PricewaterhouseCoopers’ analysis of automation’s potential long-term impact shows there is little risk to many transport and logistics roles over the next ten years. The report suggests that, while robotics will reduce manual picking and transport roles, automation will instead alter positions. In effect, robotics will be less about replacing human workers and more about logistics enterprises upskilling workers into value-added roles.
KPMG echoes this position, claiming the role of a joint human-robotics workforce will be with human workers monitoring and adding intuitive customer-focused skills to the data-driven role of robots. This collaboration with ‘cobots’ doesn’t mean the end of jobs. Instead, it improves the capacity of a given role with higher throughput rates stemming from streamlined physical labour processes and maximised storage space.
Taking the leap into robotics-aided logistics sector
Whilst a 2018 McKinsey study shows Asia-Pacific still leads the world in the percentage of businesses with no plans to automate in the future, the curtain is falling on that era.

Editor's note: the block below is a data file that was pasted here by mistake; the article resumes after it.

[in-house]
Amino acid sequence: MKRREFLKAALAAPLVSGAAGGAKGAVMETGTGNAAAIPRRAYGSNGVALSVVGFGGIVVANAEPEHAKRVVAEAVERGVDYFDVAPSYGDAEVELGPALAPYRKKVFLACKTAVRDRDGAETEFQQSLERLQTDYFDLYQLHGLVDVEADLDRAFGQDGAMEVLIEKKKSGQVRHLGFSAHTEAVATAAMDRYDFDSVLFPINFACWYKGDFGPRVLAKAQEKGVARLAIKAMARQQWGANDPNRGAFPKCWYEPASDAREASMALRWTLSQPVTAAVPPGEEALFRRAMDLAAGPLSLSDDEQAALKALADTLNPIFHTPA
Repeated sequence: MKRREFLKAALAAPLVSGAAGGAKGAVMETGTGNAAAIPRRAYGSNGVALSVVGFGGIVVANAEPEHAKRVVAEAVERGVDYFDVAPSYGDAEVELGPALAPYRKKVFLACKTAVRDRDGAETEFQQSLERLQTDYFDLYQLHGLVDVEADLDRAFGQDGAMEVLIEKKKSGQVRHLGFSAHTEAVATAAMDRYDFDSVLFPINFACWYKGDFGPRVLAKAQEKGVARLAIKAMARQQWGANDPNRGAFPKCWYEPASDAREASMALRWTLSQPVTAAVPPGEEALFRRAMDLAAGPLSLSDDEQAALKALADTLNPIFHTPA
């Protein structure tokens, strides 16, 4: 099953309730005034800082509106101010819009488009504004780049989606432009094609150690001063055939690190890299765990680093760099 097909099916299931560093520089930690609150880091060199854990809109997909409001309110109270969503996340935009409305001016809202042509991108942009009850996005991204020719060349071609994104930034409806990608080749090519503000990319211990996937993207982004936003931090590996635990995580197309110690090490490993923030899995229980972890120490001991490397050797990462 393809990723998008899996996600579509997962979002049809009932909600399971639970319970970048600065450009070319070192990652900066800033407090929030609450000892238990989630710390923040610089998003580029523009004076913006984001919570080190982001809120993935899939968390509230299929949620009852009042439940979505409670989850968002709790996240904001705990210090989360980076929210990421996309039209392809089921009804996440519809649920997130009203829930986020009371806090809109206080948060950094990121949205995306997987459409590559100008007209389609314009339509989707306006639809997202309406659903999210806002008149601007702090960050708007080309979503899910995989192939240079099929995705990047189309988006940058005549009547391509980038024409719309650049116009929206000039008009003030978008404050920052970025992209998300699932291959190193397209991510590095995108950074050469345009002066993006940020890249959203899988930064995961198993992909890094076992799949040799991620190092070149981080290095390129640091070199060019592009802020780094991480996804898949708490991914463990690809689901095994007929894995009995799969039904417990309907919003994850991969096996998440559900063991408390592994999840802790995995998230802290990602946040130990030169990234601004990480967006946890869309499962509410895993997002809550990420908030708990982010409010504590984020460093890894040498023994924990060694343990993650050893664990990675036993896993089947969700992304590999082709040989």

So far Cohesio has helped deploy the logistics robots in two major Australian businesses. The projects:
- The retail conglomerate
Our first success with the Geek+ robotics was with a leading retail business. With a presence in both Australia and New Zealand, the client wanted to innovate its supply chain and logistics picking, packing and storage.
We started by consulting on the critical requirements for the robotics installation, determining how the technology would fit in with existing warehouse management infrastructure. Our engineers and technicians mapped out the existing warehousing space and developed a blueprint grid for our robots to learn.
The project was completed within five months, from first consultation to final deployment – less than half the time it takes to integrate legacy fixed logistics infrastructure
- The consumable goods supplier
This food supply chain enterprise experienced significant growth in the last two years and decided now was the time to get onboard with implementing robotics technology.